Okay, this is the most ridiculous myth out of the ten. It is so ridiculous because it undermines the human capacity to think, learn and adapt. While it is true that not all people are born to be great negotiators, that is only due to one part of their personality. The other part has something to do with knowledge. People can learn and be trained to become the best negotiators in the world. Even the best negotiators out there didn’t become successful until later in their careers. They too have their brush-ins with failure multiple times. Negotiations can be a tricky subject, but it is something that can be learned through perseverance, knowledge, and thousands of hours of practice!
6. Negotiating is easy. You can negotiate ahead without preparation as long as you know what’s being talked about
This is a very fatalistic approach towards negotiations because you are walking right into a trap. Negotiating without preparation is like you going to war without a weapon in hand. You need to be prepared to be able to tackle negotiations. How are you going to defend yourself against offers and counter-offers if you don’t have a clue as to what the other party is negotiating for?
7. When it comes to negotiation, you go directly to the point.
Nothing ruins a good negotiation like a negotiator who goes directly to the point of the matter. No, we’re not saying that being direct is a problem, but directly diving into the negotiation point is a surefire way to get yourself alienated by the other party. And once that happens, no one is going to listen to what you have to say. To be open about what you want is always a good idea, but don’t always rush it: if there is nothing to give away later in the negotiation, it will be harder to achieve your goal.
8. To win a negotiation, all you do is push towards what you want. There is no room for give-and-take situations.
The rule of giving and taking concessions is a must during negotiations. To not break down negotiations after a lengthy and difficult discussion, a concession is always shown to give both parties a break. This break can be used to meet another time for re-negotiation or for thinking of other offers that can be brought to the table. If you don’t like the idea, then you are going to get a walk-away every single time.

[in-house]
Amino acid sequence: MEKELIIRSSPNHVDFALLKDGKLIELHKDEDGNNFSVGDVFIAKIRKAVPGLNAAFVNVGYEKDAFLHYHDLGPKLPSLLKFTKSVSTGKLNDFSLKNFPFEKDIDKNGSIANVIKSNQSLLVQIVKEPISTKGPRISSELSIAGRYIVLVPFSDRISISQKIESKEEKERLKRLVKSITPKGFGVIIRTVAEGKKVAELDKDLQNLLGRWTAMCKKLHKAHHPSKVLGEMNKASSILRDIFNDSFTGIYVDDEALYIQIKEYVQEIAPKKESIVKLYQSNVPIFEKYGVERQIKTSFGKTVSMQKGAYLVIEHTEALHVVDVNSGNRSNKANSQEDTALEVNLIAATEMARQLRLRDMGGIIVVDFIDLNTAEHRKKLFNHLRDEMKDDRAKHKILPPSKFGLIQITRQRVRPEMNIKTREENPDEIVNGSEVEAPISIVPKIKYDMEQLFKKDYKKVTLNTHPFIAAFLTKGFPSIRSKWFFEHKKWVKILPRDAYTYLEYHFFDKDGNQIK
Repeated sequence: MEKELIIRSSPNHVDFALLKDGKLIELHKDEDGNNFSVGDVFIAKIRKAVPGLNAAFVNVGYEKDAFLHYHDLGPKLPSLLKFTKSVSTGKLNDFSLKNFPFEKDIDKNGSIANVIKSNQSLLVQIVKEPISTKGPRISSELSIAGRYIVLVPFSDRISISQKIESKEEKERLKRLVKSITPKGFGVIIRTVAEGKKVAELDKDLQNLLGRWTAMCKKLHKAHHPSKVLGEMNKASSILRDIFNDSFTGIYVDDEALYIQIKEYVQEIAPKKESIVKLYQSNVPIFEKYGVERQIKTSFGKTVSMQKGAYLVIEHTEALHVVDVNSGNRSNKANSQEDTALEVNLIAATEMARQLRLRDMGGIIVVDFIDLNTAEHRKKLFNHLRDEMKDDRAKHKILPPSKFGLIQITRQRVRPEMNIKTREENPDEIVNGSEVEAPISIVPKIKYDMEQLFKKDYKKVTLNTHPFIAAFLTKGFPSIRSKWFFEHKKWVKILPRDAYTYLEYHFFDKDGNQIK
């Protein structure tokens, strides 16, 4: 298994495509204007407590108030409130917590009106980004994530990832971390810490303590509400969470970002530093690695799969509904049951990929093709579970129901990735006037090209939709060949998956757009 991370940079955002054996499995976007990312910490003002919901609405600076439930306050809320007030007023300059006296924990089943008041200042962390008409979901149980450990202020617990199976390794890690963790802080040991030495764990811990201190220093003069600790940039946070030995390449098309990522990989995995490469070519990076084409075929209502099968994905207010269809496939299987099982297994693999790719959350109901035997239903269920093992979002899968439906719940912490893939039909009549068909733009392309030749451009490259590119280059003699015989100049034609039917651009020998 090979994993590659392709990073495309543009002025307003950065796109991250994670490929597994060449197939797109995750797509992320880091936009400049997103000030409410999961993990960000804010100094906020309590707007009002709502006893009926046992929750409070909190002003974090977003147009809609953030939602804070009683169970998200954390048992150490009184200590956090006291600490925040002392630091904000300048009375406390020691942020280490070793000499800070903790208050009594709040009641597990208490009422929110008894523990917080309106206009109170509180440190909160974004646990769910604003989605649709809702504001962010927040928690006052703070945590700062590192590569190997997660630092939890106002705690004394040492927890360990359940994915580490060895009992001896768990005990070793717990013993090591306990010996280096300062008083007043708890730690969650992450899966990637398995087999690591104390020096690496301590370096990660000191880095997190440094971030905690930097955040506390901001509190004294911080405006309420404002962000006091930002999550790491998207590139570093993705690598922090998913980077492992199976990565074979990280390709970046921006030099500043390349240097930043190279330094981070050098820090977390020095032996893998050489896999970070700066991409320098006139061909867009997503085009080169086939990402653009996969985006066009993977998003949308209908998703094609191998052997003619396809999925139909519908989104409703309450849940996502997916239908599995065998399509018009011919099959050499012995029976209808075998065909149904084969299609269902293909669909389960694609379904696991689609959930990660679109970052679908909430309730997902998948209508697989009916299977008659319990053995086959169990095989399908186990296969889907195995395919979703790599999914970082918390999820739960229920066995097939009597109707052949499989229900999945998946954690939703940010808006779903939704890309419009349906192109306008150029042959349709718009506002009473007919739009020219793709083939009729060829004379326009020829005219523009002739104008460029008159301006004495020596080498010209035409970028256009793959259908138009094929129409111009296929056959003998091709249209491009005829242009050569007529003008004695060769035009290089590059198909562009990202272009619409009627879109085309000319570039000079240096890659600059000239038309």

9. During negotiations, winning is all that matters. Cultural backgrounds can be disregarded.
If you’re trying to become a world-class negotiator but you fail to understand cultural backgrounds, then you need some re-education. Cultural backgrounds play an important part in negotiations because many negotiation styles are incorporated with pieces of cultural background. Check this article to learn more about the impact of culture on negotiations.
10. When negotiating, it’s okay to be angry. Emotions are an integral part of negotiations.
Ah yes, the most common negotiation myth of all. We often see this in some movies, right? It’s always a wrong idea to mix in too many emotions while negotiating. You will most likely see yourself screaming, crying, or even flat-out walking away from a negotiation even if there’s no reason to. It’s a general rule to keep your emotions in check during negotiations. Always keep a cool head, but be passionate when delivering your offer or if you need to stir up the other party to take action or make a decision. In short, the key to negotiating effectively is to use your emotions at a moderate pace.